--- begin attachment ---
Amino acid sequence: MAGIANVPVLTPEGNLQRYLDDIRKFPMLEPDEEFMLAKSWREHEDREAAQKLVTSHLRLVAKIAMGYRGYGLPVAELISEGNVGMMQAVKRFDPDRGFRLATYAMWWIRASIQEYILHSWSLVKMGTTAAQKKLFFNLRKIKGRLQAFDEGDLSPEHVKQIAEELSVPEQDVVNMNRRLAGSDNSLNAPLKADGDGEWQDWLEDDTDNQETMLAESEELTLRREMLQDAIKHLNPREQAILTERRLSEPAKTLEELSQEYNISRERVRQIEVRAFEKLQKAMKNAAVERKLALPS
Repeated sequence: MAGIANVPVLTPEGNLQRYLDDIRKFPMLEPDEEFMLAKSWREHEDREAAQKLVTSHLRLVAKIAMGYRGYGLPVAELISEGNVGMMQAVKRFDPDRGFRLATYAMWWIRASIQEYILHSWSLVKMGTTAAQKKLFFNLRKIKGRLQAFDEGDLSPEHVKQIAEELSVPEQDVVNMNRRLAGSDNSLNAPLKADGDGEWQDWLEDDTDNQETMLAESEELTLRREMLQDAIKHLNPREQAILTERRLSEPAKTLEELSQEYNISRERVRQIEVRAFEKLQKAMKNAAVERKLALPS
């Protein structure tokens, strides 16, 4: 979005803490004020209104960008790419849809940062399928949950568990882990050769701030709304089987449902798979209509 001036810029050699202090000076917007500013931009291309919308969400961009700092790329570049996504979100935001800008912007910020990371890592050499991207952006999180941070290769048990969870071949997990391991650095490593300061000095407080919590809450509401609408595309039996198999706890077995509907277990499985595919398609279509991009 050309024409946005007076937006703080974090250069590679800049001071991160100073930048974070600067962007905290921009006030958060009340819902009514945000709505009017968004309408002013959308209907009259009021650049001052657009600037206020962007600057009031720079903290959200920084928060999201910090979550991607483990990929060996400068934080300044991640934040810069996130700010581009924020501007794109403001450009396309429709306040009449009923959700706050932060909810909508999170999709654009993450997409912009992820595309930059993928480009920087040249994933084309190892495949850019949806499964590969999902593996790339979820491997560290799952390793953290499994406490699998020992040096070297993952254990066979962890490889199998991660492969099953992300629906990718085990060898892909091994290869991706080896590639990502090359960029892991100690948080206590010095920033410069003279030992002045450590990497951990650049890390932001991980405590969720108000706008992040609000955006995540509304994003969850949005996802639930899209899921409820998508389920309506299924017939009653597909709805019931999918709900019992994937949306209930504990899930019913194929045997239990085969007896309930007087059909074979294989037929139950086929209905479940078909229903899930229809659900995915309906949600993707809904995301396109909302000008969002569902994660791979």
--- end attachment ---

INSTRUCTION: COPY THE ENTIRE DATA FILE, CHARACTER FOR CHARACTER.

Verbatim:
Amino acid sequence: MAGIANVPVLTPEGNLQRYLDDIRKFPMLEPDEEFMLAKSWREHEDREAAQKLVTSHLRLVAKIAMGYRGYGLPVAELISEGNVGMMQAVKRFDPDRGFRLATYAMWWIRASIQEYILHSWSLVKMGTTAAQKKLFFNLRKIKGRLQAFDEGDLSPEHVKQIAEELSVPEQDVVNMNRRLAGSDNSLNAPLKADGDGEWQDWLEDDTDNQETMLAESEELTLRREMLQDAIKHLNPREQAILTERRLSEPAKTLEELSQEYNISRERVRQIEVRAFEKLQKAMKNAAVERKLALPS
Repeated sequence: MAGIANVPVLTPEGNLQRYLDDIRKFPMLEPDEEFMLAKSWREHEDREAAQKLVTSHLRLVAKIAMGYRGYGLPVAELISEGNVGMMQAVKRFDPDRGFRLATYAMWWIRASIQEYILHSWSLVKMGTTAAQKKLFFNLRKIKGRLQAFDEGDLSPEHVKQIAEELSVPEQDVVNMNRRLAGSDNSLNAPLKADGDGEWQDWLEDDTDNQETMLAESEELTLRREMLQDAIKHLNPREQAILTERRLSEPAKTLEELSQEYNISRERVRQIEVRAFEKLQKAMKNAAVERKLALPS
């Protein structure tokens, strides 16, 4: 979005803490004020209104960008790419849809940062399928949950568990882990050769701030709304089987449902798979209509 001036810029050699202090000076917007500013931009291309919308969400961009700092790329570049996504979100935001800008912007910020990371890592050499991207952006999180941070290769048990969870071949997990391991650095490593300061000095407080919590809450509401609408595309039996198999706890077995509907277990499985595919398609279509991009 050309024409946005007076937006703080974090250069590679800049001071991160100073930048974070600067962007905290921009006030958060009340819902009514945000709505009017968004309408002013959308209907009259009021650049001052657009600037206020962007600057009031720079903290959200920084928060999201910090979550991607483990990929060996400068934080300044991640934040810069996130700010581009924020501007794109403001450009396309429709306040009449009923959700706050932060909810909508999170999709654009993450997409912009992820595309930059993928480009920087040249994933084309190892495949850019949806499964590969999902593996790339979820491997560290799952390793953290499994406490699998020992040096070297993952254990066979962890490889199998991660492969099953992300629906990718085990060898892909091994290869991706080896590639990502090359960029892991100690948080206590010095920033410069003279030992002045450590990497951990650049890390932001991980405590969720108000706008992040609000955006995540509304994003969850949005996802639930899209899921409820998508389920309506299924017939009653597909709805019931999918709900019992994937949306209930504990899930019913194929045997239990085969007896309930007087059909074979294989037929139950086929209905479940078909229903899930229809659900995915309906949600993707809904995301396109909302000008969002569902994660791979």